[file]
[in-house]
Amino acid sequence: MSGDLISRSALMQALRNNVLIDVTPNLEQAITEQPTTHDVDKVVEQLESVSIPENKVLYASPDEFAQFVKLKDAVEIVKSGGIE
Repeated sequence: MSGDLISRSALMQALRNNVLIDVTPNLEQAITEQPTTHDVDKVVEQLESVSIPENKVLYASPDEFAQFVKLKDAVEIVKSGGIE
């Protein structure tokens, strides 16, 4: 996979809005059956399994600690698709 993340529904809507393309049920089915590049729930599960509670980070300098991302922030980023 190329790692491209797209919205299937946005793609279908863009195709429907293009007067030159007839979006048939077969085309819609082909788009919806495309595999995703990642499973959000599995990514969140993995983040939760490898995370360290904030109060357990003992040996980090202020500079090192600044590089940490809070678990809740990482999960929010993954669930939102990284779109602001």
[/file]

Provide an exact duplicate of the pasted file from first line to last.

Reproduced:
[in-house]
Amino acid sequence: MSGDLISRSALMQALRNNVLIDVTPNLEQAITEQPTTHDVDKVVEQLESVSIPENKVLYASPDEFAQFVKLKDAVEIVKSGGIE
Repeated sequence: MSGDLISRSALMQALRNNVLIDVTPNLEQAITEQPTTHDVDKVVEQLESVSIPENKVLYASPDEFAQFVKLKDAVEIVKSGGIE
């Protein structure tokens, strides 16, 4: 996979809005059956399994600690698709 993340529904809507393309049920089915590049729930599960509670980070300098991302922030980023 190329790692491209797209919205299937946005793609279908863009195709429907293009007067030159007839979006048939077969085309819609082909788009919806495309595999995703990642499973959000599995990514969140993995983040939760490898995370360290904030109060357990003992040996980090202020500079090192600044590089940490809070678990809740990482999960929010993954669930939102990284779109602001």